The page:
Anonymous
Anonymous asked in Pregnancy & ParentingPregnancy · 1 decade ago

Dry Birth?

When I was pregnant I had a friend who told me that she went through a dry birth. She said I would not want one, and so when my H2O breaks to not wait around....... go to the ER. I told her I would. When I asked my mom about dry births she said there is no such thing as a dry birth. I think there is, but I am unsure.

Is it real, and has anyone had one?

Update:

Never mind I actually found it - "Dry birth" is really a misnomer because your body continues to make amniotic fluid. This term probably originated in the days of granny and traditional midwifery. Fluid is constantly produced -- about a cup an hour.

It is what was thought to be when all of your H20 flushes out, and there is no "wettness" there during the time you push the baby out. It is not true. Thanks anyway!

Update 2:

Cool that is the same website I went to. I do not know how I got to it. Thanks to all!

9 Answers

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  • 1 decade ago
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    "Dry birth" is really a misnomer because your body continues to make amniotic fluid. This term probably originated in the days of granny and traditional midwifery. Fluid is constantly produced -- about a cup an hour. Even if there is no fluid release with the birth, there is usually fluid behind the baby.

    The amniotic fluid probably serves no real lubricative function, but absence or low levels of fluid is a cause for concern for other reasons.

    Oligohydramnios, or too little fluid, is common in the postdate pregnancy. It can reflect the fetus' diminished production of urine and the deterioration of the fetal-maternal circulation.

    In postdate pregnancy, the risk of fetal jeopardy is higher from placental insufficiency and also from the higher risk of passage of meconium. When there is not much fluid, the meconium becomes very particulate and thick. Aspiration into the baby's lungs before and after birth is a major risk.

    Because fluid volume does diminish after term, instillation of warm saline can be done if this lack of fluid seems to be causing distress in labor or if the baby has passed meconium and the midwife or doctor feels that it would be helpful to try to dilute it. This procedure is called "amnioinfusion" and it can be very beneficial.

  • 1 decade ago

    "Dry birth" is really a misnomer because your body continues to make amniotic fluid. Fluid is constantly produced -- about a cup an hour. Even if there is no fluid release with the birth, there is usually fluid behind the baby.

    The amniotic fluid probably serves no real lubricative function, but absence or low levels of fluid is a cause for concern for other reasons.

    Source(s): RN L&D
  • 1 decade ago

    No birth is literally 'dry'. There's always a bit of water there. It hurts a LOT more the 'drier' your birth canal is. That's why you should never let them break your waters!!! It provides a great cushion for the baby to come down the birth canal, which is beneficial to both the baby and you! If your water spontaneously breaks.. DON'T rush right into the ER. That's the last thing you want to do. It's going to take as long as it's going to take no matter where you are... and if you go in, the first thing they'll do is 'check' your cervix.... and once your waters are broken, you are at higher risk of infection and the last thing you need is someone sticking their hand up there!!! The longer you stay home during labor, the better your chances of avoiding an infection. The waters will leak pretty much continuously, so you won't 'run out' of water or anything... so it makes no sense to rush in to the hospital. You won't dry up.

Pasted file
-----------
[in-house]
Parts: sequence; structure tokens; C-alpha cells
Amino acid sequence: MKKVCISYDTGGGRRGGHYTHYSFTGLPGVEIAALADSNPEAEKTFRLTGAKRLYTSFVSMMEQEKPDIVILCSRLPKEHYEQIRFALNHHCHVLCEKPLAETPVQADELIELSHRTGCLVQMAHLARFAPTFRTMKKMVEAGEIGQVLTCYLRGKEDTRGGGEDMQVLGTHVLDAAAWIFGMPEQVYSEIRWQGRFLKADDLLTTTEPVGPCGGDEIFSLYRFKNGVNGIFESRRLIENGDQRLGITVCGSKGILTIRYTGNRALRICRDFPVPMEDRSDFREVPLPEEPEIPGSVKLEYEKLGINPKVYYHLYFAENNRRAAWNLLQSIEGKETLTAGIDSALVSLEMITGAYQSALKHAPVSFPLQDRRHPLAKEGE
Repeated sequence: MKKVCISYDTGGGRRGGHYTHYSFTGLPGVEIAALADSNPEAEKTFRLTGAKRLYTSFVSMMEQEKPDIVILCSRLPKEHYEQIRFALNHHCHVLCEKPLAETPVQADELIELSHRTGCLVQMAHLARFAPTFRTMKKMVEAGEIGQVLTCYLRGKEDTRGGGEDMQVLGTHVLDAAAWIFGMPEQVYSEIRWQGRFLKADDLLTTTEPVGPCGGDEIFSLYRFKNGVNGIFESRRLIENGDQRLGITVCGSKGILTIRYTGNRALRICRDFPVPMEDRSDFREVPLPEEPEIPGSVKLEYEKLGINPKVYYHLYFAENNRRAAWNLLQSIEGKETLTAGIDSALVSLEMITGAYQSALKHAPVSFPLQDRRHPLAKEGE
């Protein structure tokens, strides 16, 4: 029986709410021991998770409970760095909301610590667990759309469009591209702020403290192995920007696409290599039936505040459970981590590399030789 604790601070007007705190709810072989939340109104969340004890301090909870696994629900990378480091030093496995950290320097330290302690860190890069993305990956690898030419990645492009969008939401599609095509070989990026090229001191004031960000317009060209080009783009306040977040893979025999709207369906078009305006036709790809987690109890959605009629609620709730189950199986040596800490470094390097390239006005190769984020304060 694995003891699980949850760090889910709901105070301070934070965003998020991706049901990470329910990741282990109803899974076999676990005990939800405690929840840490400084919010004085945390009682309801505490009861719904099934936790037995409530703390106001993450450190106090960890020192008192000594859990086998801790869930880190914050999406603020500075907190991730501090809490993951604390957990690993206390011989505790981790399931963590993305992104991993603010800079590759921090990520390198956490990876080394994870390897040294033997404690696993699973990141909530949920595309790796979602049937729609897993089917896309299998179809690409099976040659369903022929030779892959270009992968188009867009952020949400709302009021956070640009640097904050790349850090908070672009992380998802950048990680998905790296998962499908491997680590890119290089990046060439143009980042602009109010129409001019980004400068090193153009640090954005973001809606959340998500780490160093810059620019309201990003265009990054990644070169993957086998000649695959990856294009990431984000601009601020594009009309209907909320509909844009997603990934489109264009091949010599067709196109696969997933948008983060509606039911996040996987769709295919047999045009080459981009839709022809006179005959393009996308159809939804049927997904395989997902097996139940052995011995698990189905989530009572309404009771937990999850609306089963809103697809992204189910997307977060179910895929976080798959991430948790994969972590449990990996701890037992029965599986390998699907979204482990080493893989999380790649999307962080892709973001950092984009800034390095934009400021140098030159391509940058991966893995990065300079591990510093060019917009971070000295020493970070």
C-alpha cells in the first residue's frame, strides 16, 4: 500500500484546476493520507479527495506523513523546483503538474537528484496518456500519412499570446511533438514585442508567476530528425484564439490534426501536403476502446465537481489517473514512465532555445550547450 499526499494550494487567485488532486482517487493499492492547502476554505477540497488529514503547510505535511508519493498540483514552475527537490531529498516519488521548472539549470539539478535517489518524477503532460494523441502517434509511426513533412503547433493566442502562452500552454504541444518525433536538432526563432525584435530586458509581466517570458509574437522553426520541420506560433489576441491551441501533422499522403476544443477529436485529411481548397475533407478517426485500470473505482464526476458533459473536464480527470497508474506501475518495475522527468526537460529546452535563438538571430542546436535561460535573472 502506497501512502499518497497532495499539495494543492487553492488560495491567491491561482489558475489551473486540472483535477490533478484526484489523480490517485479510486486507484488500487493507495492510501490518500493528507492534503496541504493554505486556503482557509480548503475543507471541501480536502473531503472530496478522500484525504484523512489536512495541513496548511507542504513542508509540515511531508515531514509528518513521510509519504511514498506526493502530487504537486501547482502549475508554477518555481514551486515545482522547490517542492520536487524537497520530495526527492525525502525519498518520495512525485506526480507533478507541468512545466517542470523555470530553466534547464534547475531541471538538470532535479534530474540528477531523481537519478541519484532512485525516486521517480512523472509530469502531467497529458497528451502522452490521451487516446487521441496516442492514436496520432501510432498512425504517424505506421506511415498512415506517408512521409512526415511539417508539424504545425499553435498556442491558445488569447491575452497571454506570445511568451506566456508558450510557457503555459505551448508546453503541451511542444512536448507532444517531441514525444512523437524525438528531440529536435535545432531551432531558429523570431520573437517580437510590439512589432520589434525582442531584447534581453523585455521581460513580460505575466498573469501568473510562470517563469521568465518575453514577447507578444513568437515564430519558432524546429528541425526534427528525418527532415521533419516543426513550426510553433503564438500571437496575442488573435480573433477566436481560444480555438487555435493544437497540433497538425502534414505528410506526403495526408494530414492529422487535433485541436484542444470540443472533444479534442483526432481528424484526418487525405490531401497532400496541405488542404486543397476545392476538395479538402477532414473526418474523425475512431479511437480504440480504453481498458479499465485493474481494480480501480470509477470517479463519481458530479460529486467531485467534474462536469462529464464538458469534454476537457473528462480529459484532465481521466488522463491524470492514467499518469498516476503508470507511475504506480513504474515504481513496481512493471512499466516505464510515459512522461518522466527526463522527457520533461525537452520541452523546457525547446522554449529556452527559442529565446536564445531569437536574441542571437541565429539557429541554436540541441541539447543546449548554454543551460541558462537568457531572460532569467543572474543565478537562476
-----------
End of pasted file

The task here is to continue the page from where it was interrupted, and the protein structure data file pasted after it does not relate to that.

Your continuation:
• 1 decade ago

    A "dry birth" is what they used to call a birth in which the bag of waters (amniotic sac) breaks early in labor, as it does about ten percent of the time. It certainly is misnamed because even when this happens, the woman's body continues to make a fresh supply of amniotic fluid right up until the baby is born.

    For most women whose water breaks early in labor, contractions start on their own within a few hours and labor progresses normally.

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  • 1 decade ago

    Unless she means a natural one with no pain meds, I have never heard such a thing. I in my opinion would prefer a dry birth (if that's what it means) over one with pain drugs.

    Better ask her and let the rest of us know what it is for sure.

  • 1 decade ago

    Ive never had one..this is my first baby..but i have heard about dry birth and i heard it was pain full...

    i was also told that it would be a good idea to go to the hospital after my water breaks to prevent it...

    then on the other hand Ive heard that you dint have to go to the hospital right away after Ur water breaks...

  • 1 decade ago

    I have heard that it is not a thing called dry birth the fluid replaces it self.

  • Lily18
    Lv 5
    1 decade ago

    http://health.yahoo.com/experts/pregnancy/3196/myt...

    read that it will explain what it means.

    I have not known anyone to have had it happen.

  • 1 decade ago

    never heard of it

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